Goadsby spoke about differentiating between the foursome of preventive therapies soon to be available to physicians.
“At the moment, happily, as long as you can learn to use one, you’re going to do a lot of good.”
By mid-September, patients with chronic and episodic migraine and the physicians that treat them may be able to, for the first time, have choices between preventive agents.
With erenumab already on the market, galcanezumab and fremanezumab set to soon join it, and eptinezumab not far behind, the future is bright in migraine, according to Peter J. Goadsby, MD, PhD, DSc, a professor of neurology at both the University of California San Francisco and King’s College, London, as well as the director of the NIHR-Wellcome Trust Clinical Research Facility at King’s College Hospital and the Chair of the British Association for the Study of Headache. He spoke with NeurologyLive in an interview to discuss differentiating between the foursome.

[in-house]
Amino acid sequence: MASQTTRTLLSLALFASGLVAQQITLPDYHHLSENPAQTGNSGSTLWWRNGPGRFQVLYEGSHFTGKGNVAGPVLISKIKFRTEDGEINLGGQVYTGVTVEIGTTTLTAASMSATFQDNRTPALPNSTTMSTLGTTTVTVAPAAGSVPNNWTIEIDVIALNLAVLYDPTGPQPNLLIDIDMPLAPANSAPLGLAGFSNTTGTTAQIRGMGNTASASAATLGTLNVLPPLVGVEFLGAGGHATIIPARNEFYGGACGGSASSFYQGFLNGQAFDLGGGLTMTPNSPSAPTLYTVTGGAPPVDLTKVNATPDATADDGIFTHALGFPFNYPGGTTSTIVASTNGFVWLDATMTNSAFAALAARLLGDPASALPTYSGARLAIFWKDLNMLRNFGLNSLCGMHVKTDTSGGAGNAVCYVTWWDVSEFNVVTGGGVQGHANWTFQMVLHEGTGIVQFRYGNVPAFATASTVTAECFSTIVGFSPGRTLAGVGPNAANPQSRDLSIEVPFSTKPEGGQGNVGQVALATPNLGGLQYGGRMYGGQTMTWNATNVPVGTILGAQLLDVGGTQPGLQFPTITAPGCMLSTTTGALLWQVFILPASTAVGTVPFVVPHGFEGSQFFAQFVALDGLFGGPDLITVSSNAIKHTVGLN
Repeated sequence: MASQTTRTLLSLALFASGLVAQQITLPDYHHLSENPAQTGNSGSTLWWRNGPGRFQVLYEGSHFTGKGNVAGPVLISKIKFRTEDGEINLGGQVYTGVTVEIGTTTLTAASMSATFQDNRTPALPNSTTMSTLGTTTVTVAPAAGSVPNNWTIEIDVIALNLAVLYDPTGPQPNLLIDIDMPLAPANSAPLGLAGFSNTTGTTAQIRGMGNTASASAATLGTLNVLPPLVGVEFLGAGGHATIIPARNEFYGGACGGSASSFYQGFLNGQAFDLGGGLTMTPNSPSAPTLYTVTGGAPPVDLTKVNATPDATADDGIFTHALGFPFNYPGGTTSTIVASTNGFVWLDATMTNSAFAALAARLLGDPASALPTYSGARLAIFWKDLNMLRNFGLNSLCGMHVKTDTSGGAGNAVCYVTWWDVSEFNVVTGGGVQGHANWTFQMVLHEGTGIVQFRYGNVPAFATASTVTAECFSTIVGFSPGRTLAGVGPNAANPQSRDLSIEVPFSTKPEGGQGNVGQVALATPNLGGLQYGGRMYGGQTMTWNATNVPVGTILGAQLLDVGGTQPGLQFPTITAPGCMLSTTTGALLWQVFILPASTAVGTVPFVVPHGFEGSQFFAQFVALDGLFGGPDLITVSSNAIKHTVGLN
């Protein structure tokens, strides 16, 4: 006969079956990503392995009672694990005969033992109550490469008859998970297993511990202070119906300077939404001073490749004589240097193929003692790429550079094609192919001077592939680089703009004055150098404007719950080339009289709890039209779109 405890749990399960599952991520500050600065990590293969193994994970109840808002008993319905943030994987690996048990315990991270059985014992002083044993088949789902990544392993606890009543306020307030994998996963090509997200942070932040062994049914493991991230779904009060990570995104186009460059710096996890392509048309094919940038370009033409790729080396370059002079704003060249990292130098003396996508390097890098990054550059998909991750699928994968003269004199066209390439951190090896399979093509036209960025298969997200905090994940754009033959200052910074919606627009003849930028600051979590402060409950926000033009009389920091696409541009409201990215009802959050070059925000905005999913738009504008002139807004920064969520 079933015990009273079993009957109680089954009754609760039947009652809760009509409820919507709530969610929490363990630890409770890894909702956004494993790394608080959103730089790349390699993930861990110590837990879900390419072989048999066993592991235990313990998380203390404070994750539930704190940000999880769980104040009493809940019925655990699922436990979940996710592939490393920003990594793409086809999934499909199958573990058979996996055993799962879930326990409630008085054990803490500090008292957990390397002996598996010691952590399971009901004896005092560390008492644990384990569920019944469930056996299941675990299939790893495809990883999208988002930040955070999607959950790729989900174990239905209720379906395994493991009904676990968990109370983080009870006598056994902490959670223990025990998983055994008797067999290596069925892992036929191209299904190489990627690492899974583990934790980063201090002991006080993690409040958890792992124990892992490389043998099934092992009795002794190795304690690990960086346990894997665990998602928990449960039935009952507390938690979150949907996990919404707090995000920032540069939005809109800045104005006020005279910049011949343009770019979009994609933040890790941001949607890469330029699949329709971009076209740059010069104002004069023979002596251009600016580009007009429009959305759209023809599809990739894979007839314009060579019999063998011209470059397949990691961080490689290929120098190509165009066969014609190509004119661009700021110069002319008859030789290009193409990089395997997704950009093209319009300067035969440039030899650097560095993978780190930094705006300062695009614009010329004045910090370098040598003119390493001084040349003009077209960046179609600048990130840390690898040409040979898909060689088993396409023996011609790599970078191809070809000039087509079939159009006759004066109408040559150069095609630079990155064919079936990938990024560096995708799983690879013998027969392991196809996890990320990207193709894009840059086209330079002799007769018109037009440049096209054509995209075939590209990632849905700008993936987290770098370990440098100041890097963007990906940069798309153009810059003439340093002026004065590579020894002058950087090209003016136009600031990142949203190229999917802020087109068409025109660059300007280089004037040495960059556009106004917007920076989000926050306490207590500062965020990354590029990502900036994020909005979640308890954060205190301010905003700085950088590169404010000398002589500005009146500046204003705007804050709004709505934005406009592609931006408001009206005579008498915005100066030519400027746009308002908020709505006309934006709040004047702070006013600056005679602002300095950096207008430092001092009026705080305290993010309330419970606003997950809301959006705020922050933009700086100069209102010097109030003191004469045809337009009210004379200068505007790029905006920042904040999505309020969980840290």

Goadsby also spoke about the new class of acute therapies, the gepants, which have advanced the treatment paradigm in acute migraine care by lacking vasoconstriction properties. Although they show a strong safety profile and appear efficacious, how they will intertwine into the state of care with the calcitonin gene-related peptide inhibitors remains to be seen.